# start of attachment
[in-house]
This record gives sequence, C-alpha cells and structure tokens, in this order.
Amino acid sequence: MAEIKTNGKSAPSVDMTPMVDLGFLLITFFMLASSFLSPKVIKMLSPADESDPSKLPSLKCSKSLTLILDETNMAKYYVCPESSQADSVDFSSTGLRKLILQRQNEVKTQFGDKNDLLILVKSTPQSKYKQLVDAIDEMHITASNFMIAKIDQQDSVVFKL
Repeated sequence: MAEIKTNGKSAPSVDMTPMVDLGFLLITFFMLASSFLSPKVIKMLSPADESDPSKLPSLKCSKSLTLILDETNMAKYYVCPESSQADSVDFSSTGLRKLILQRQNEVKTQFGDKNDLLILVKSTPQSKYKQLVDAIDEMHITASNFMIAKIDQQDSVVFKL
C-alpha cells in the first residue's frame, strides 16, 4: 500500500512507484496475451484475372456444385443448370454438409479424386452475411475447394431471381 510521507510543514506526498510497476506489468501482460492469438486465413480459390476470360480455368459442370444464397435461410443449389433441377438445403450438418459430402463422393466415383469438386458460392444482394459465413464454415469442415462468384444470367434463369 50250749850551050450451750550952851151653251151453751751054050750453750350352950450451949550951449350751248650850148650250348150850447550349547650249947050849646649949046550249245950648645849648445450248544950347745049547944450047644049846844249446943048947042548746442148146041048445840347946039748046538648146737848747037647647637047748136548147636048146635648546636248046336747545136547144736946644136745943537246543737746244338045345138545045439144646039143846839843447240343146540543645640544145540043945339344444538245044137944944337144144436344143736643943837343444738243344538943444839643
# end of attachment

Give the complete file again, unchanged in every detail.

[in-house]
This record gives sequence, C-alpha cells and structure tokens, in this order.
Amino acid sequence: MAEIKTNGKSAPSVDMTPMVDLGFLLITFFMLASSFLSPKVIKMLSPADESDPSKLPSLKCSKSLTLILDETNMAKYYVCPESSQADSVDFSSTGLRKLILQRQNEVKTQFGDKNDLLILVKSTPQSKYKQLVDAIDEMHITASNFMIAKIDQQDSVVFKL
Repeated sequence: MAEIKTNGKSAPSVDMTPMVDLGFLLITFFMLASSFLSPKVIKMLSPADESDPSKLPSLKCSKSLTLILDETNMAKYYVCPESSQADSVDFSSTGLRKLILQRQNEVKTQFGDKNDLLILVKSTPQSKYKQLVDAIDEMHITASNFMIAKIDQQDSVVFKL
C-alpha cells in the first residue's frame, strides 16, 4: 500500500512507484496475451484475372456444385443448370454438409479424386452475411475447394431471381 510521507510543514506526498510497476506489468501482460492469438486465413480459390476470360480455368459442370444464397435461410443449389433441377438445403450438418459430402463422393466415383469438386458460392444482394459465413464454415469442415462468384444470367434463369 50250749850551050450451750550952851151653251151453751751054050750453750350352950450451949550951449350751248650850148650250348150850447550349547650249947050849646649949046550249245950648645849648445450248544950347745049547944450047644049846844249446943048947042548746442148146041048445840347946039748046538648146737848747037647647637047748136548147636048146635648546636248046336747545136547144736946644136745943537246543737746244338045345138545045439144646039143846839843447240343146540543645640544145540043945339344444538245044137944944337144144436344143736643943837343444738243344538943444839643